3 How can the spouses arrange their property regime?

3.1. Which provisions can be modified by a contract and which cannot? Which matrimonial property regimes may be chosen?

Spouses are free to enter into a marriage contract whereby they choose the matrimonial property regime to regulate their property relations. The choice can be either (1) community of property or (2) separation of property or (3) community of residue under separate administration. Under the regime of community of residue, the property acquired by each spouse during the marriage is held and administered by the spouse who acquired it as if he/she was the exclusive owner (Art. 1339 CC). At the termination of the community of residue, the final residues of the spouses remaining after deduction of debts are equalised (Art. 1341 CC).

3.2. What are the formal requirements and who should I contact?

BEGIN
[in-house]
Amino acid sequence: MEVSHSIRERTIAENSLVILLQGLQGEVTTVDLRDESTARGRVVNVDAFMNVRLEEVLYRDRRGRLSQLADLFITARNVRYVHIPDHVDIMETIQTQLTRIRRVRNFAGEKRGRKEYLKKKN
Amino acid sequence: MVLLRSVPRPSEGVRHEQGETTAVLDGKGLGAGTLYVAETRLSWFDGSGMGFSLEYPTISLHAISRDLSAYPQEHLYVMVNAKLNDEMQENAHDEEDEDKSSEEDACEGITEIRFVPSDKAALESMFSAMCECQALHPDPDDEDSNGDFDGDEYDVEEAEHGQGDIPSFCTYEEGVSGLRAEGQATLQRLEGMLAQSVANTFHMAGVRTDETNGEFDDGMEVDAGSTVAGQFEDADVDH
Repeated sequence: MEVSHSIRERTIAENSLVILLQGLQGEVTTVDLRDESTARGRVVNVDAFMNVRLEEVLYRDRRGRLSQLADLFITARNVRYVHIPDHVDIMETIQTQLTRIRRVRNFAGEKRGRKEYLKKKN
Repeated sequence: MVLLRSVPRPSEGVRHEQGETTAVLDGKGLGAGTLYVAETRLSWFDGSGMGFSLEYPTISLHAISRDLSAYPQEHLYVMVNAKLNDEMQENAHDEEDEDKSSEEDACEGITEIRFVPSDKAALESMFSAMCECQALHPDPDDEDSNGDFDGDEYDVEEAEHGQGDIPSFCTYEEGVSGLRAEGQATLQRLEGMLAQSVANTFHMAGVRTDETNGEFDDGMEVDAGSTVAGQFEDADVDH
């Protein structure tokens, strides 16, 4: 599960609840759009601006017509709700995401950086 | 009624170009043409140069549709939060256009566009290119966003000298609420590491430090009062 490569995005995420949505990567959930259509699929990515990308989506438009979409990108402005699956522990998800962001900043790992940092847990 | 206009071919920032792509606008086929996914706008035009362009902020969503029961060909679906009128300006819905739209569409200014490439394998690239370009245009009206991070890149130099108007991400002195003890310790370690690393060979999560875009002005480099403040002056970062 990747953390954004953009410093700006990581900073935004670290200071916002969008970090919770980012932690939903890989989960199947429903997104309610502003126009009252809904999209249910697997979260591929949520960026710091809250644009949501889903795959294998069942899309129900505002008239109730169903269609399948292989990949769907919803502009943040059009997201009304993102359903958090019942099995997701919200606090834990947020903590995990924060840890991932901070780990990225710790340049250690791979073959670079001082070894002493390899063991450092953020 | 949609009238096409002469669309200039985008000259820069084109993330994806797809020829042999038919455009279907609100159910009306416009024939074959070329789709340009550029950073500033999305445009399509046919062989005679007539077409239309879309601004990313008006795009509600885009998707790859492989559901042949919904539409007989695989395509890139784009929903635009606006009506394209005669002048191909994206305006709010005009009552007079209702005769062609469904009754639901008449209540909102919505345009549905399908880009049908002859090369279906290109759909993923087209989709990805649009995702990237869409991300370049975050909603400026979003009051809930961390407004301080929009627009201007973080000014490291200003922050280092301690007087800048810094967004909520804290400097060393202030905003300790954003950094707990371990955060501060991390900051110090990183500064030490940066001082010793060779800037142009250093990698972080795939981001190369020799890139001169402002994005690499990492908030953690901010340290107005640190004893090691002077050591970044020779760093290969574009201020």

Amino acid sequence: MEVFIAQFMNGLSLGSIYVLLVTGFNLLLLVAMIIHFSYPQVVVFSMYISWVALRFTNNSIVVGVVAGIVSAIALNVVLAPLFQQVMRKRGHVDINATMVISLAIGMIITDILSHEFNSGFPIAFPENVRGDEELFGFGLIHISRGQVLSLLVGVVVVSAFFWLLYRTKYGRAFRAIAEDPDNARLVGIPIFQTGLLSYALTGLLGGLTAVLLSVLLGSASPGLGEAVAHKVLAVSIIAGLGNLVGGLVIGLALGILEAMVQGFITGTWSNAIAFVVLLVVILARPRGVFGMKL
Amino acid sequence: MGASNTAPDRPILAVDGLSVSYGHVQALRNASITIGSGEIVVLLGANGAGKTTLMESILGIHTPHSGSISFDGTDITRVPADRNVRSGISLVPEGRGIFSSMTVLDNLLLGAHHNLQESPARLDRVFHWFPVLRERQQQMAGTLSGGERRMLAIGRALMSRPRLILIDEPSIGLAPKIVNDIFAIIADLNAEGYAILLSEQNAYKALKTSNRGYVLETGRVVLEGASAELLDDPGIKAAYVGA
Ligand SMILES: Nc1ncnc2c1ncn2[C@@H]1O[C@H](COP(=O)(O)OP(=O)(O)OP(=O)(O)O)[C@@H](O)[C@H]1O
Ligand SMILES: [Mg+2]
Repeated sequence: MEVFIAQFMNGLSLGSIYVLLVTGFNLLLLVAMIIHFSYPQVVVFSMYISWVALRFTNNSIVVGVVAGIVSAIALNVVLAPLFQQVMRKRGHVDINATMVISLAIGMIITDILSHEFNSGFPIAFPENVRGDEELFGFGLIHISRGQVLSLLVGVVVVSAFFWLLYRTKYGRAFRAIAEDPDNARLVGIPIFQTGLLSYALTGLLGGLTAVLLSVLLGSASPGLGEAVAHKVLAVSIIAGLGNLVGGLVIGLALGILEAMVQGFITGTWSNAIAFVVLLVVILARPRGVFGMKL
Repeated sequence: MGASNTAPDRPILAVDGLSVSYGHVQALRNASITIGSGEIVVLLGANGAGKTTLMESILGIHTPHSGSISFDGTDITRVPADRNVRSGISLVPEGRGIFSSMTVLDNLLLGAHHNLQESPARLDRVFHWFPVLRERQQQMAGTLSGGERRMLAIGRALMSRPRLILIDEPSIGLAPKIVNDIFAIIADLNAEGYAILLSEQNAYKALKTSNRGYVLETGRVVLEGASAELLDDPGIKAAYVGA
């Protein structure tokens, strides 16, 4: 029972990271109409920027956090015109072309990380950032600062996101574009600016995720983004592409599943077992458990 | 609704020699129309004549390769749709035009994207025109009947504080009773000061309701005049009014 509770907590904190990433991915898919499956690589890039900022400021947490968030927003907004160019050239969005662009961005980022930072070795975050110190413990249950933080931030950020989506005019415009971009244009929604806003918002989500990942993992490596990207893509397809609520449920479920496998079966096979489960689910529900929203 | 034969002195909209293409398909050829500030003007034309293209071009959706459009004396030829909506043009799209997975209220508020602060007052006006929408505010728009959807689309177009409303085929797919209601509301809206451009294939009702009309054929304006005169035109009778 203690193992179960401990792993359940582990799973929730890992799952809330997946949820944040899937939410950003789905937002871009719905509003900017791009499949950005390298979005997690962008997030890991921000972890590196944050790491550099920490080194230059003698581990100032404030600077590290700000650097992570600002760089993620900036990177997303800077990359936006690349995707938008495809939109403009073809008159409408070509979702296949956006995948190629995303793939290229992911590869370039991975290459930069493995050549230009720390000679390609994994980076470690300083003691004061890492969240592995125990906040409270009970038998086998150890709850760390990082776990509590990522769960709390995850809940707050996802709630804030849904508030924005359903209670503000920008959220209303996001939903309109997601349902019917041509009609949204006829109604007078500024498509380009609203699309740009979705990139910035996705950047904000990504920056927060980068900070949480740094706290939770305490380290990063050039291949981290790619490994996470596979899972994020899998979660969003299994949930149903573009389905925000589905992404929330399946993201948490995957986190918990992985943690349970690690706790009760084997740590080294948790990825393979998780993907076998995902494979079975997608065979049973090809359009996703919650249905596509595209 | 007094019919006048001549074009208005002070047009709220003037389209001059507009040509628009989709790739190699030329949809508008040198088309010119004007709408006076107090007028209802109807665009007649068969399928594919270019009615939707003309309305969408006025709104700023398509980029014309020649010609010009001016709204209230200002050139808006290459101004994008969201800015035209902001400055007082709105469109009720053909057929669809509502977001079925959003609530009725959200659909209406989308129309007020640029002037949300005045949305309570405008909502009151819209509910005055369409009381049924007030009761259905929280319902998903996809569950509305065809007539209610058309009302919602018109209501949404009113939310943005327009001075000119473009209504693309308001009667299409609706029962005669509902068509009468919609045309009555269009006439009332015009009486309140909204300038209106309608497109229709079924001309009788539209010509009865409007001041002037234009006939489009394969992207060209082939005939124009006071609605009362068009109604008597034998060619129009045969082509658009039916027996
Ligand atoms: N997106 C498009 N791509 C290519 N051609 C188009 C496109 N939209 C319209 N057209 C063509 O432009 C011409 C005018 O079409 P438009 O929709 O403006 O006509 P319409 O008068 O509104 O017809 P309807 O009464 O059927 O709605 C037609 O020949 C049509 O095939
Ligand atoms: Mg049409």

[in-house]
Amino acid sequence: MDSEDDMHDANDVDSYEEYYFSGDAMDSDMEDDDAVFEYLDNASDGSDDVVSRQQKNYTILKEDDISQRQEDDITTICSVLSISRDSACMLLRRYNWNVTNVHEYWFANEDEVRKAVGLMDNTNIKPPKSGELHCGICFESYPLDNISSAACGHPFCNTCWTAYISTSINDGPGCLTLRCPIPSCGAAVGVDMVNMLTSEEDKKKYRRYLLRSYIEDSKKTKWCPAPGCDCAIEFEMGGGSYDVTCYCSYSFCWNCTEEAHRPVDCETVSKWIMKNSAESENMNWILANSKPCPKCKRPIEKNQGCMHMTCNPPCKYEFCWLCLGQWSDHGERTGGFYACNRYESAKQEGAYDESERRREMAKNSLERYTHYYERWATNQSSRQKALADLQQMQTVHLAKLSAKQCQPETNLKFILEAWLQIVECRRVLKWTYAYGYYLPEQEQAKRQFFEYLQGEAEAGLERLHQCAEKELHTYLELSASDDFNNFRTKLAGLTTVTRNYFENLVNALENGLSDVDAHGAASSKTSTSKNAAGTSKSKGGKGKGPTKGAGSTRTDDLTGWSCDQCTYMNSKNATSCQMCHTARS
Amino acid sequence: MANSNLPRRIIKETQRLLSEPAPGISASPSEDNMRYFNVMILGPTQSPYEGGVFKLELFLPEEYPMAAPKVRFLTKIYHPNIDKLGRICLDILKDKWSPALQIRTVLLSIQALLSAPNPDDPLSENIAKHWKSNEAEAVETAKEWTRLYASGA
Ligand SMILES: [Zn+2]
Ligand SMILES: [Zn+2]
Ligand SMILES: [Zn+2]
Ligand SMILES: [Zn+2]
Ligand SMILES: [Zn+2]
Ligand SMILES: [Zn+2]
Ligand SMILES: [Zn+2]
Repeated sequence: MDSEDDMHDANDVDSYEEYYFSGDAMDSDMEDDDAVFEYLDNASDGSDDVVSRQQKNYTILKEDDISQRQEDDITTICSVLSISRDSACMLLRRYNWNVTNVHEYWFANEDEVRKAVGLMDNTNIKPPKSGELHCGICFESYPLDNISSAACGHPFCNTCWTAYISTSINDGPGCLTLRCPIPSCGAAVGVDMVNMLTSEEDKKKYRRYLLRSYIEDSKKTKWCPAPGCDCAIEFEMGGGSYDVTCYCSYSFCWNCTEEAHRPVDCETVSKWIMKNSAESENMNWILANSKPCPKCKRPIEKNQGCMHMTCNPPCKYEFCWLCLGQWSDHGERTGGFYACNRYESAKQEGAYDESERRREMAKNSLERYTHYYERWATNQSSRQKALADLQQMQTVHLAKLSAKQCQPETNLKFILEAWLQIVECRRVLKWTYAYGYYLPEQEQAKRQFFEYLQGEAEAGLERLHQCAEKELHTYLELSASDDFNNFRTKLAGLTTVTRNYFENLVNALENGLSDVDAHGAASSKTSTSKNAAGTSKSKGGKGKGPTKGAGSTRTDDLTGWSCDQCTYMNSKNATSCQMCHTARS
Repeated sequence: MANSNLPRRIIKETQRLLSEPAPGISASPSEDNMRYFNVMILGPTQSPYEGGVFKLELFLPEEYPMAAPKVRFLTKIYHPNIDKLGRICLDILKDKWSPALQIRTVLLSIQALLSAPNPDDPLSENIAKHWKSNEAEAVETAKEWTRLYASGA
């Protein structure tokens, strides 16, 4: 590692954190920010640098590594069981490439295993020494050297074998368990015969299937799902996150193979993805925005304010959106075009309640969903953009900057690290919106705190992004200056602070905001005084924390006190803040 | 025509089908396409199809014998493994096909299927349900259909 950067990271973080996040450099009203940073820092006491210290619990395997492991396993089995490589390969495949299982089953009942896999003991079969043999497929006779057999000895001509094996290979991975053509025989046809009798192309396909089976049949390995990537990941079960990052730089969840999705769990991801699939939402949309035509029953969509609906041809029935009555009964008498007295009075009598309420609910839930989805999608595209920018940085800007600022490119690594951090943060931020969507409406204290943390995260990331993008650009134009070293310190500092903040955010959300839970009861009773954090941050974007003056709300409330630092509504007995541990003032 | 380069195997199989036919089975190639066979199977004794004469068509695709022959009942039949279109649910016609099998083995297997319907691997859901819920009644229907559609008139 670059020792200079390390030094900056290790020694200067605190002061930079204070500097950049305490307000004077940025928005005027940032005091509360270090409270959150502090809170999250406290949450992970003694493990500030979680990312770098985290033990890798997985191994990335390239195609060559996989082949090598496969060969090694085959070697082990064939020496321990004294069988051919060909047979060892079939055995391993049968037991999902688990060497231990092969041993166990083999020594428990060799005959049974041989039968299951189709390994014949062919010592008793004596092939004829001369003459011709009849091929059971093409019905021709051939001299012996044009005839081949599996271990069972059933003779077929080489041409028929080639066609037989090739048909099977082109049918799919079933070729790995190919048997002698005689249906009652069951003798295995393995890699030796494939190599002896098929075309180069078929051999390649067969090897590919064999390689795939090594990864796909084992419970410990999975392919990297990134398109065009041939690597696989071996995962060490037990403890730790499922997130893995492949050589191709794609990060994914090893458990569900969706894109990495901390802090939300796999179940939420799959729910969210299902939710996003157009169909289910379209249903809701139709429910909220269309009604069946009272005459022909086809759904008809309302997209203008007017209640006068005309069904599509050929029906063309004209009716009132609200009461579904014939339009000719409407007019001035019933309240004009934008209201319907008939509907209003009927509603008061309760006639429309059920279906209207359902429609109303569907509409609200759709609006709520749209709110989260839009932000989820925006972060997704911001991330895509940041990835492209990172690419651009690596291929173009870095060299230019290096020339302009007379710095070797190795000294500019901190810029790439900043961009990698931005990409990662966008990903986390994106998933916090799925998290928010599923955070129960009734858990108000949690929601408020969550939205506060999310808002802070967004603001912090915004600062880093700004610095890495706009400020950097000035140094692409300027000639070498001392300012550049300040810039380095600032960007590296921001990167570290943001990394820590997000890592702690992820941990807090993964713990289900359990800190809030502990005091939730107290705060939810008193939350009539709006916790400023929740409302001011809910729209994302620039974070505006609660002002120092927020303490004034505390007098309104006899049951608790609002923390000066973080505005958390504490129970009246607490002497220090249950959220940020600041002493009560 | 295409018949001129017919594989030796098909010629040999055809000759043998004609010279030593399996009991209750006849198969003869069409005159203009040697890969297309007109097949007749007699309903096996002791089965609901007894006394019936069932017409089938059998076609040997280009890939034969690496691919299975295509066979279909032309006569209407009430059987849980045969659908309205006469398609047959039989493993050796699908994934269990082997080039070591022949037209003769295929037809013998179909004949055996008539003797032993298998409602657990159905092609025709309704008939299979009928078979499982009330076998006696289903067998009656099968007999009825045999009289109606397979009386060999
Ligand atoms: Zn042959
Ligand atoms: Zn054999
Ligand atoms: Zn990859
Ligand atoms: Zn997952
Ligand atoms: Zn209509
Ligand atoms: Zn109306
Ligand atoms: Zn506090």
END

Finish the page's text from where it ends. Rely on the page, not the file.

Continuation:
The marriage contract is to be made by public deed. A notary is the person to contact.

3.3. When may the contract be concluded and when does it come into effect?

If the marriage contract is concluded before the marriage, it comes into effect at the moment the marriage is entered into. However, as far as third parties are concerned, the marriage contract comes into effect from the date the notary registers the deed in the Public Register. If the marriage contract is concluded after the marriage, it comes into effect, as far as the spouses are concerned, from the date of the conclusion of the contract, and as far as third parties are concerned, from the date the notary registers this deed in the Public Register.

3.4. May an existing contract be modified by the spouses? If so, under what conditions?

Yes, the marriage contract may be modified, but any modification made after the celebration of the marriage requires the consent of the judge presiding the court of voluntary jurisdiction. Existing creditors who have a claim arising prior to the modification will not be affected.